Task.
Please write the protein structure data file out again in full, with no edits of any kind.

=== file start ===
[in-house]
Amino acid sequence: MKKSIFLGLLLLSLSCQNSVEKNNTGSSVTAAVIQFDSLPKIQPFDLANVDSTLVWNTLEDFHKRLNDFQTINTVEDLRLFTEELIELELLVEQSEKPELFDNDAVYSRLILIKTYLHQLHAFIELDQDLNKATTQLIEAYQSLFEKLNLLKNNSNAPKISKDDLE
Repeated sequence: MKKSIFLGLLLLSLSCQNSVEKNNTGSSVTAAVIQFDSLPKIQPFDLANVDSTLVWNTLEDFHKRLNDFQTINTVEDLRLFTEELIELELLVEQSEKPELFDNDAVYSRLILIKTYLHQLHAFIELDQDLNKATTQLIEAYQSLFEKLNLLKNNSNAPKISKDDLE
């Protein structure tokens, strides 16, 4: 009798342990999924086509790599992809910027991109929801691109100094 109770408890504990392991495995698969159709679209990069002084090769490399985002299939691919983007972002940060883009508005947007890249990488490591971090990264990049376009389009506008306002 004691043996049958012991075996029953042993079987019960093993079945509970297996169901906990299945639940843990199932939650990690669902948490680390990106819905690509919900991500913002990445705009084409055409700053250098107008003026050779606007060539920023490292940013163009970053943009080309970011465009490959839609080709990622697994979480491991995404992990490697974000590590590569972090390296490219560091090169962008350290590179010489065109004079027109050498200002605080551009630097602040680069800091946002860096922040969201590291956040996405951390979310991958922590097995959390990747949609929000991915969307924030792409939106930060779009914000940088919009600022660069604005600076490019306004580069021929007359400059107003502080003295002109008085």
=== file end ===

[in-house]
Amino acid sequence: MKKSIFLGLLLLSLSCQNSVEKNNTGSSVTAAVIQFDSLPKIQPFDLANVDSTLVWNTLEDFHKRLNDFQTINTVEDLRLFTEELIELELLVEQSEKPELFDNDAVYSRLILIKTYLHQLHAFIELDQDLNKATTQLIEAYQSLFEKLNLLKNNSNAPKISKDDLE
Repeated sequence: MKKSIFLGLLLLSLSCQNSVEKNNTGSSVTAAVIQFDSLPKIQPFDLANVDSTLVWNTLEDFHKRLNDFQTINTVEDLRLFTEELIELELLVEQSEKPELFDNDAVYSRLILIKTYLHQLHAFIELDQDLNKATTQLIEAYQSLFEKLNLLKNNSNAPKISKDDLE
């Protein structure tokens, strides 16, 4: 009798342990999924086509790599992809910027991109929801691109100094 109770408890504990392991495995698969159709679209990069002084090769490399985002299939691919983007972002940060883009508005947007890249990488490591971090990264990049376009389009506008306002 004691043996049958012991075996029953042993079987019960093993079945509970297996169901906990299945639940843990199932939650990690669902948490680390990106819905690509919900991500913002990445705009084409055409700053250098107008003026050779606007060539920023490292940013163009970053943009080309970011465009490959839609080709990622697994979480491991995404992990490697974000590590590569972090390296490219560091090169962008350290590179010489065109004079027109050498200002605080551009630097602040680069800091946002860096922040969201590291956040996405951390979310991958922590097995959390990747949609929000991915969307924030792409939106930060779009914000940088919009600022660069604005600076490019306004580069021929007359400059107003502080003295002109008085």